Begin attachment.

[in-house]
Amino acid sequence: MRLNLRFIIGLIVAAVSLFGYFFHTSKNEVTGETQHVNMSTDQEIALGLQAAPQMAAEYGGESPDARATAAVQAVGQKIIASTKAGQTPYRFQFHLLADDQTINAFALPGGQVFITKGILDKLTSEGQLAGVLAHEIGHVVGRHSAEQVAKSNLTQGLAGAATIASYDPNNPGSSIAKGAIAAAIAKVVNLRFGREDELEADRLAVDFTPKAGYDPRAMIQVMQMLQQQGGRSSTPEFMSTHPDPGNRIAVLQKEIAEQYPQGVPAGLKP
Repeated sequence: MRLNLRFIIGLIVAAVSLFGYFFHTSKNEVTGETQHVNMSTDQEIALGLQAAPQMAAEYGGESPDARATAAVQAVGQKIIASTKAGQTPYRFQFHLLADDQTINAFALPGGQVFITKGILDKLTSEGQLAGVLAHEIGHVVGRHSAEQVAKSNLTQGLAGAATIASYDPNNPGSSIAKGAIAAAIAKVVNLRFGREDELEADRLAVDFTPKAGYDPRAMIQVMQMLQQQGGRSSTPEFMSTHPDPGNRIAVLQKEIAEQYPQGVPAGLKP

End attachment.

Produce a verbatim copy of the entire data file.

[in-house]
Amino acid sequence: MRLNLRFIIGLIVAAVSLFGYFFHTSKNEVTGETQHVNMSTDQEIALGLQAAPQMAAEYGGESPDARATAAVQAVGQKIIASTKAGQTPYRFQFHLLADDQTINAFALPGGQVFITKGILDKLTSEGQLAGVLAHEIGHVVGRHSAEQVAKSNLTQGLAGAATIASYDPNNPGSSIAKGAIAAAIAKVVNLRFGREDELEADRLAVDFTPKAGYDPRAMIQVMQMLQQQGGRSSTPEFMSTHPDPGNRIAVLQKEIAEQYPQGVPAGLKP
Repeated sequence: MRLNLRFIIGLIVAAVSLFGYFFHTSKNEVTGETQHVNMSTDQEIALGLQAAPQMAAEYGGESPDARATAAVQAVGQKIIASTKAGQTPYRFQFHLLADDQTINAFALPGGQVFITKGILDKLTSEGQLAGVLAHEIGHVVGRHSAEQVAKSNLTQGLAGAATIASYDPNNPGSSIAKGAIAAAIAKVVNLRFGREDELEADRLAVDFTPKAGYDPRAMIQVMQMLQQQGGRSSTPEFMSTHPDPGNRIAVLQKEIAEQYPQGVPAGLKP